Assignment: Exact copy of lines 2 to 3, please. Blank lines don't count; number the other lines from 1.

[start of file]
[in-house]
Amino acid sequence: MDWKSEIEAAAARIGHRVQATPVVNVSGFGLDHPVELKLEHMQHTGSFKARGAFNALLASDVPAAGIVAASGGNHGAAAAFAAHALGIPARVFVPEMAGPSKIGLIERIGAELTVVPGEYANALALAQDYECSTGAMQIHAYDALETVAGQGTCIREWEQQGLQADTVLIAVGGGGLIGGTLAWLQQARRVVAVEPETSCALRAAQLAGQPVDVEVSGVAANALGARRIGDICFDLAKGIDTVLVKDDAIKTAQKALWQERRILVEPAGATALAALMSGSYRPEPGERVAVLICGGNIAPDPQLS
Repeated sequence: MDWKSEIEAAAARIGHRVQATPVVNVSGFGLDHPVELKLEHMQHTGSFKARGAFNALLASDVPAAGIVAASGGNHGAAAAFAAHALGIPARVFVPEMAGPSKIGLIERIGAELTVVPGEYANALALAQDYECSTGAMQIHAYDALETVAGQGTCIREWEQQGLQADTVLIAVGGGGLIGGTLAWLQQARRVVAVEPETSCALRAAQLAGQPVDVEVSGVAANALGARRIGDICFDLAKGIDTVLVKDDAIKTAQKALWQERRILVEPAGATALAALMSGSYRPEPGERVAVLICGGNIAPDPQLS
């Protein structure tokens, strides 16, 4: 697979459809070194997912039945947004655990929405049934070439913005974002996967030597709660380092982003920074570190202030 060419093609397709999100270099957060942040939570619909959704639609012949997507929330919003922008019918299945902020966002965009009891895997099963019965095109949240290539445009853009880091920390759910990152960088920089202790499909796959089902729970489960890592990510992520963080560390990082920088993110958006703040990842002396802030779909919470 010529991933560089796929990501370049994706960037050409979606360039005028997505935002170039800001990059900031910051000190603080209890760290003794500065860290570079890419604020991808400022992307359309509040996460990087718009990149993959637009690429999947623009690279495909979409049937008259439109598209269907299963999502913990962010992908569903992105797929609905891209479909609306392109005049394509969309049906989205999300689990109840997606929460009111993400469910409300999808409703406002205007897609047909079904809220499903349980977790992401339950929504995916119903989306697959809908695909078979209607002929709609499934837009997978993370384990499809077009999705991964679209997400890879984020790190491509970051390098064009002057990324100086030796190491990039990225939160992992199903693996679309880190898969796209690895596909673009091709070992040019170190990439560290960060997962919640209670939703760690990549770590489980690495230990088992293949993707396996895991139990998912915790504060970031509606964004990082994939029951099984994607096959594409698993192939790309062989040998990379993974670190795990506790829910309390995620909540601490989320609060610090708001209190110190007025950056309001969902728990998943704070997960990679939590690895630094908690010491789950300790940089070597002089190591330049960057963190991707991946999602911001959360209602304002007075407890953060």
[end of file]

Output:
Amino acid sequence: MDWKSEIEAAAARIGHRVQATPVVNVSGFGLDHPVELKLEHMQHTGSFKARGAFNALLASDVPAAGIVAASGGNHGAAAAFAAHALGIPARVFVPEMAGPSKIGLIERIGAELTVVPGEYANALALAQDYECSTGAMQIHAYDALETVAGQGTCIREWEQQGLQADTVLIAVGGGGLIGGTLAWLQQARRVVAVEPETSCALRAAQLAGQPVDVEVSGVAANALGARRIGDICFDLAKGIDTVLVKDDAIKTAQKALWQERRILVEPAGATALAALMSGSYRPEPGERVAVLICGGNIAPDPQLS
Repeated sequence: MDWKSEIEAAAARIGHRVQATPVVNVSGFGLDHPVELKLEHMQHTGSFKARGAFNALLASDVPAAGIVAASGGNHGAAAAFAAHALGIPARVFVPEMAGPSKIGLIERIGAELTVVPGEYANALALAQDYECSTGAMQIHAYDALETVAGQGTCIREWEQQGLQADTVLIAVGGGGLIGGTLAWLQQARRVVAVEPETSCALRAAQLAGQPVDVEVSGVAANALGARRIGDICFDLAKGIDTVLVKDDAIKTAQKALWQERRILVEPAGATALAALMSGSYRPEPGERVAVLICGGNIAPDPQLS